It also helps retain a professional habit that has helped create a sense of structure to my day, which for the past three months has evolved around whether I’ll work from on the couch or in the kitchen. (And when my gym closed down, it was the only iron I was able to lift for weeks.)
It’s also because I actually enjoy the process of taking care of my clothes. Having a pile of T-shirts so neatly stacked you could riffle shuffle them? Give me that instant dopamine hit.
My partner, however, went down the other route. Where I made the conscious effort to make sure I was dressed and ready for a hard day’s work at the kitchen table, they embraced tracksuits, moccasins and old T-shirts. Gone was the planning a day’s outfit the night before and making sure every shirt and pair of trousers was crisp enough to crack.
Teresa Bisoglio, owner of Impressive Ironing, an ironing delivery service based out of Sydney’s leafy suburb of Annandale, says that lockdown definitely had an impact on her business. “When people started working from home, they weren’t needing to get their business shirts ironed,” says Bisoglio.
“People quickly adapted to wearing T-shirts and more casual clothes while forced to stay home.”
Putting the question out into the universe, friends and colleagues say they’ve had bigger things to think about than making sure their clothes aren’t creased. One even confessed that her husband has never ironed once since she’s known him. Another person said they had perfected the art of hanging their clothes so they “straightened themselves out. But all admitted they had definitely eased up on the traditional chore if not quit doing it altogether.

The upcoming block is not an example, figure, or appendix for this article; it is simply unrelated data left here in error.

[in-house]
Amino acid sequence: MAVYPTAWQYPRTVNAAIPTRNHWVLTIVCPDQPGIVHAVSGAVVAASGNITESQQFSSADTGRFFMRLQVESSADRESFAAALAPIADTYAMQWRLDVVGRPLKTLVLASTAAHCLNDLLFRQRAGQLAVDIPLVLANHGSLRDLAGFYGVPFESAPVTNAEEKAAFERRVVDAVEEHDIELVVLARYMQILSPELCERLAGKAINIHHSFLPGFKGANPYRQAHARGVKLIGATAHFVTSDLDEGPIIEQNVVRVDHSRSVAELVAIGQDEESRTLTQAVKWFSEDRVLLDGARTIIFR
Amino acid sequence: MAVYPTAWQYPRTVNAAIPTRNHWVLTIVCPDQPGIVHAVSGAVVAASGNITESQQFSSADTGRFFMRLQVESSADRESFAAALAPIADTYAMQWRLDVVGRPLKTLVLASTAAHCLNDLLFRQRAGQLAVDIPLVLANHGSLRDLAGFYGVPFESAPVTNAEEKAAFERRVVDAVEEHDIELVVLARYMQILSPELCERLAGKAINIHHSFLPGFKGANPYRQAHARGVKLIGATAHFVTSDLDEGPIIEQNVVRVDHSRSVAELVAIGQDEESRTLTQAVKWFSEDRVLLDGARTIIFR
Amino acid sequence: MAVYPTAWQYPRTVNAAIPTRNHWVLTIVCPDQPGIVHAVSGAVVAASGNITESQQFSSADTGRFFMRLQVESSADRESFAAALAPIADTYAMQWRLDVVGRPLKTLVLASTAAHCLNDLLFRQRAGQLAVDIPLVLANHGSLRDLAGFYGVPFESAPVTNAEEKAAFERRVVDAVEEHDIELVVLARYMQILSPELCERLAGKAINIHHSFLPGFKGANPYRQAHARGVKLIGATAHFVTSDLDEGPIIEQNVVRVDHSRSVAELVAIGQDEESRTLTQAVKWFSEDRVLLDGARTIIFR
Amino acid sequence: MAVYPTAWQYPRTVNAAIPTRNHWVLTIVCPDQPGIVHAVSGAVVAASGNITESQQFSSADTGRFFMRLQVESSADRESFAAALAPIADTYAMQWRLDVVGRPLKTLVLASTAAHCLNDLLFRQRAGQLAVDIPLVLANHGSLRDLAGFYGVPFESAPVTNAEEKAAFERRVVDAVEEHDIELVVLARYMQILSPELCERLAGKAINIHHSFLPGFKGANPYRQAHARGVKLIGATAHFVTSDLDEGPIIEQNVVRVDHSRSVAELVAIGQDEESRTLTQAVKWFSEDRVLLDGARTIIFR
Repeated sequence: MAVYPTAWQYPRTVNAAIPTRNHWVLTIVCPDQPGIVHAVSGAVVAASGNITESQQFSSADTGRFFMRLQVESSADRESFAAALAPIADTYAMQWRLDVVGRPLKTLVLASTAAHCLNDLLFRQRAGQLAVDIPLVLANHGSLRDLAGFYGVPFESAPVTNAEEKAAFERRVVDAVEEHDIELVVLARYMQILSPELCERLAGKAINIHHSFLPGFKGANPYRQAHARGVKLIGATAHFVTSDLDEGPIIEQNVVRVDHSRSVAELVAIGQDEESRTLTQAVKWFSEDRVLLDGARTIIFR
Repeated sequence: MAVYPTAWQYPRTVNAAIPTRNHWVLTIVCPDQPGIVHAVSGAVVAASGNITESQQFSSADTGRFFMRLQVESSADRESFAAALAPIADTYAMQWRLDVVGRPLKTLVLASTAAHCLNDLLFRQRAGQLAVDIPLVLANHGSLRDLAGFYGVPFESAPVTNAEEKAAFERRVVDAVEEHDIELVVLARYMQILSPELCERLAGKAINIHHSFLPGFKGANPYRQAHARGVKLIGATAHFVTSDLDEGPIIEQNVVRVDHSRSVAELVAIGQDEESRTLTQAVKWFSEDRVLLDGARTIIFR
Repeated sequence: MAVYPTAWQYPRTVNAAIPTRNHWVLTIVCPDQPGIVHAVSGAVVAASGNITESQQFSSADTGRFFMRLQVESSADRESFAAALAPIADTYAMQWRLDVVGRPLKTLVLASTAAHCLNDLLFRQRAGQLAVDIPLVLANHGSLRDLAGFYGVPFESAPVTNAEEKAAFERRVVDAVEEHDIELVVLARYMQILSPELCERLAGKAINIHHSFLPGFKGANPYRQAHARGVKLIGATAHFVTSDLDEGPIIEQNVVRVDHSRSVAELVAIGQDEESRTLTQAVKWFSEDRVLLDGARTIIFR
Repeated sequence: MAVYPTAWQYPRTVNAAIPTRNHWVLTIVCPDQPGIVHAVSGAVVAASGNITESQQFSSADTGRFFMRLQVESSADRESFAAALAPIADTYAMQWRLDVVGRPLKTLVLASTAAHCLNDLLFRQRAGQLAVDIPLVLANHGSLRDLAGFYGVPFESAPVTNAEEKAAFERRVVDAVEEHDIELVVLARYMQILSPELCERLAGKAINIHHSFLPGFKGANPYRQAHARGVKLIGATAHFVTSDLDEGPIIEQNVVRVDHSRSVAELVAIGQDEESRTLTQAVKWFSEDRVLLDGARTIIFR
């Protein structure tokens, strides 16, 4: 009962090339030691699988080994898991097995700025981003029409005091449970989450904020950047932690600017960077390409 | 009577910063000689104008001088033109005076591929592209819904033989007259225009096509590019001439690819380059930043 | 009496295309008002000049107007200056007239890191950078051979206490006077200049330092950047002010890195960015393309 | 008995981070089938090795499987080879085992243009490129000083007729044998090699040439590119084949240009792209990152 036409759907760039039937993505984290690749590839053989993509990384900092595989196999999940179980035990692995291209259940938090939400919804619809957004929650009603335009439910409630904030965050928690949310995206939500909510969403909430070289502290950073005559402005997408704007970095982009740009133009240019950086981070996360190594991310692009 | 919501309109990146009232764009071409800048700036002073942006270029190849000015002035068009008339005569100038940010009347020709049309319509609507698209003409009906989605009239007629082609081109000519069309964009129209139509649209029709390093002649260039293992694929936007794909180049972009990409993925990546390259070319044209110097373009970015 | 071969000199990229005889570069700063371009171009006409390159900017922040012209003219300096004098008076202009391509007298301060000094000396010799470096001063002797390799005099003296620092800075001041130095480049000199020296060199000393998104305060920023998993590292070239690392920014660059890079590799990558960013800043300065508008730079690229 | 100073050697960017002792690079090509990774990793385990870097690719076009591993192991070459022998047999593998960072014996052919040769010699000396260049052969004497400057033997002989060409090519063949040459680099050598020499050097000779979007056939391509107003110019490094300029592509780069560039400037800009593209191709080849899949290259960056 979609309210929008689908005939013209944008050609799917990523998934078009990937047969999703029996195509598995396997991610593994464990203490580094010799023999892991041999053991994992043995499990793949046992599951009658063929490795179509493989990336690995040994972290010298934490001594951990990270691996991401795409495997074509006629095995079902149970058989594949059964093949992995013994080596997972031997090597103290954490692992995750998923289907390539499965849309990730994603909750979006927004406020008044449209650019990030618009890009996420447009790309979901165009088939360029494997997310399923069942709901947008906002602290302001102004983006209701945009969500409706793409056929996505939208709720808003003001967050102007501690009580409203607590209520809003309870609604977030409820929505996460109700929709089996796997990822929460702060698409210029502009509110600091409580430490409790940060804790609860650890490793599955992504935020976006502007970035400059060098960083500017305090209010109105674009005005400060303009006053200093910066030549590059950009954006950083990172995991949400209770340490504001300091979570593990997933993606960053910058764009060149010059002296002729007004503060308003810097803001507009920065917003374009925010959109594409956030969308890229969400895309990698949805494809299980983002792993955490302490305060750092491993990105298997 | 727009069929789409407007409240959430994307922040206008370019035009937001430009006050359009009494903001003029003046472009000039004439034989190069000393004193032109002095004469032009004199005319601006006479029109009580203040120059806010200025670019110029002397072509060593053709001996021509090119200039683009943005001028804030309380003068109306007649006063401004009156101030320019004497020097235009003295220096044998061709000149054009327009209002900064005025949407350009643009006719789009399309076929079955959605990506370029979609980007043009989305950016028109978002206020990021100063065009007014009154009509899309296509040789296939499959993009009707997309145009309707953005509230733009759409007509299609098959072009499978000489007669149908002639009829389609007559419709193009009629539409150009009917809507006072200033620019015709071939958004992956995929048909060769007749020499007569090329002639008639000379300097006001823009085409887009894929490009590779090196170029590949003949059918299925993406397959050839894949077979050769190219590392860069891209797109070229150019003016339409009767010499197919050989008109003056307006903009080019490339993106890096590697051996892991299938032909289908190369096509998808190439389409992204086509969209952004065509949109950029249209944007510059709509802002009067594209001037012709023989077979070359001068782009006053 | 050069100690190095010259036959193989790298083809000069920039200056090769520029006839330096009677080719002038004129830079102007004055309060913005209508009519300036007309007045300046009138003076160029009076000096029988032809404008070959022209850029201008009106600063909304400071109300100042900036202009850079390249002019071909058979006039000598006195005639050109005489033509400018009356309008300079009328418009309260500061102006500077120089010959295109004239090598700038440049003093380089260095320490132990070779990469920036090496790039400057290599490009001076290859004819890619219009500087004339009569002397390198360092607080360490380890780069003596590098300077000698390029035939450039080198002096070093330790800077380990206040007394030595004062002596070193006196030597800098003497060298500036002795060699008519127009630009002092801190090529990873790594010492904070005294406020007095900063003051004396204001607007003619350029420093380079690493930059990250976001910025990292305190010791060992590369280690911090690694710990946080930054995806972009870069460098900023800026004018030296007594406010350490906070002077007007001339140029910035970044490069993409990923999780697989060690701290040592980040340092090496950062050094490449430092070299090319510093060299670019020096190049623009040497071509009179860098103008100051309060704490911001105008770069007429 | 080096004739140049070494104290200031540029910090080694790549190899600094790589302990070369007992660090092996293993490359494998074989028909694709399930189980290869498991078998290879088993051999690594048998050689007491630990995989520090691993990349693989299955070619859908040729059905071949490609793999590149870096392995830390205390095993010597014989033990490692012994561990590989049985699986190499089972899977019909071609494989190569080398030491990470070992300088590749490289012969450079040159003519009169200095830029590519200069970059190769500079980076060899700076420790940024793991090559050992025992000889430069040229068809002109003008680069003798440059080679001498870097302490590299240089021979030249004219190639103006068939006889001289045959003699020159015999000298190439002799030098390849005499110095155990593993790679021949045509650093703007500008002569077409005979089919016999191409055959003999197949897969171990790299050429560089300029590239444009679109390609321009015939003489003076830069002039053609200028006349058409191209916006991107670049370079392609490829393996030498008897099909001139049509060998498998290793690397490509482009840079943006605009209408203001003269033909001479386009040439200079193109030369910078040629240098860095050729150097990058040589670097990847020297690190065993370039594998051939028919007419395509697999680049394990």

Maybe it’s a generational thing. Along with diamonds, traditional marriage, big houses and even sex, Millennials have been accused of killing the practice of ironing. A root of this accusation has been our role in the casualisation of clothing worn in the workplace. Led by the likes of Mark Zuckerberg and Co in Silicon Valley, T-shirts and hoodies have slowly replaced collared shirts and blazers in some workplaces.
The rise and fall of so-called “crease-free” fabrics may have also had a role to play in the slow decline of ironing skills. However, the effectiveness of these materials has been questioned by the experts.
“They’re not crease-free,” Bisoglio says. “I’ve seen first-hand that they crease. I get them all the time from people who need them ironed.”
With a return to work now looming on the horizon, ironed clothes might be making their way back onto your menu of daily habits. To get you back into the swing of it, there are some simple ways to make the job easier.
An easy guide to better ironing
- Hang your shirt up immediately after washing – this will help straighten out the fabric and make it easier to iron.
- Better yet, iron your most important clothes immediately after washing while they’re still damp.
- Don’t be shy with the steam function on your iron. This will help soften the fibres of the shirt.
- Start with the edges – cuffs, collars – and work your way in.
Benjamen is a lifestyle reporter for the Sydney Morning Herald and The Age, covering men’s fashion, grooming, and fitness.